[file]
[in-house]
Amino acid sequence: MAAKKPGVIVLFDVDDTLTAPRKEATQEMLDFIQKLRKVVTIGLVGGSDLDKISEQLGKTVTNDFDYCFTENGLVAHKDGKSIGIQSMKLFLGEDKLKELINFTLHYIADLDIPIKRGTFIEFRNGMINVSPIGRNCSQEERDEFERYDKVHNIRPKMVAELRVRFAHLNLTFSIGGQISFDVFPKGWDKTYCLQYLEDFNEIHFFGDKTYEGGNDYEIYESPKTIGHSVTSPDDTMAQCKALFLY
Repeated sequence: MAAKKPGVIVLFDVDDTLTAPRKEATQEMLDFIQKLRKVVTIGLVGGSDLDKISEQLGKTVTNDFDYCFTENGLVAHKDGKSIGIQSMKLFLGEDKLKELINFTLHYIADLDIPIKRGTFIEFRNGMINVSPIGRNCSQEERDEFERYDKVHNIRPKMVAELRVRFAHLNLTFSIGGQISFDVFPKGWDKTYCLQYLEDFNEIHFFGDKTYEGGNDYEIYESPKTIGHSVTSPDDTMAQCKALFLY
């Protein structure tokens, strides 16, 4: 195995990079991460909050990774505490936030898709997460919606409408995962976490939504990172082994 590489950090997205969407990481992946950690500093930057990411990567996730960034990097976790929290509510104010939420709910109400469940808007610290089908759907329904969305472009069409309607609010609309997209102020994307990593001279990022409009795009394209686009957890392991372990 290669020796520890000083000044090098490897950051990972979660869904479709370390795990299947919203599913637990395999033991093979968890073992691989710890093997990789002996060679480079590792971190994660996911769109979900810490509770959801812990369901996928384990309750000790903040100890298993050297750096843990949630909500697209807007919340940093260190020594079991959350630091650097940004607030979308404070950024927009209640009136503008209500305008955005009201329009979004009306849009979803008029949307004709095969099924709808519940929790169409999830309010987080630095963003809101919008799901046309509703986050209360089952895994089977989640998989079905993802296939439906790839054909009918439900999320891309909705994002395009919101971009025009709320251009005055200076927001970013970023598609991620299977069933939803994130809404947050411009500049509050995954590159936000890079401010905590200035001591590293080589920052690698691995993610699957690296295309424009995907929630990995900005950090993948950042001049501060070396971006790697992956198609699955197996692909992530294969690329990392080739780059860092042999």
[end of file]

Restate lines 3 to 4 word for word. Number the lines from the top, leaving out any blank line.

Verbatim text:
Repeated sequence: MAAKKPGVIVLFDVDDTLTAPRKEATQEMLDFIQKLRKVVTIGLVGGSDLDKISEQLGKTVTNDFDYCFTENGLVAHKDGKSIGIQSMKLFLGEDKLKELINFTLHYIADLDIPIKRGTFIEFRNGMINVSPIGRNCSQEERDEFERYDKVHNIRPKMVAELRVRFAHLNLTFSIGGQISFDVFPKGWDKTYCLQYLEDFNEIHFFGDKTYEGGNDYEIYESPKTIGHSVTSPDDTMAQCKALFLY
């Protein structure tokens, strides 16, 4: 195995990079991460909050990774505490936030898709997460919606409408995962976490939504990172082994 590489950090997205969407990481992946950690500093930057990411990567996730960034990097976790929290509510104010939420709910109400469940808007610290089908759907329904969305472009069409309607609010609309997209102020994307990593001279990022409009795009394209686009957890392991372990 290669020796520890000083000044090098490897950051990972979660869904479709370390795990299947919203599913637990395999033991093979968890073992691989710890093997990789002996060679480079590792971190994660996911769109979900810490509770959801812990369901996928384990309750000790903040100890298993050297750096843990949630909500697209807007919340940093260190020594079991959350630091650097940004607030979308404070950024927009209640009136503008209500305008955005009201329009979004009306849009979803008029949307004709095969099924709808519940929790169409999830309010987080630095963003809101919008799901046309509703986050209360089952895994089977989640998989079905993802296939439906790839054909009918439900999320891309909705994002395009919101971009025009709320251009005055200076927001970013970023598609991620299977069933939803994130809404947050411009500049509050995954590159936000890079401010905590200035001591590293080589920052690698691995993610699957690296295309424009995907929630990995900005950090993948950042001049501060070396971006790697992956198609699955197996692909992530294969690329990392080739780059860092042999």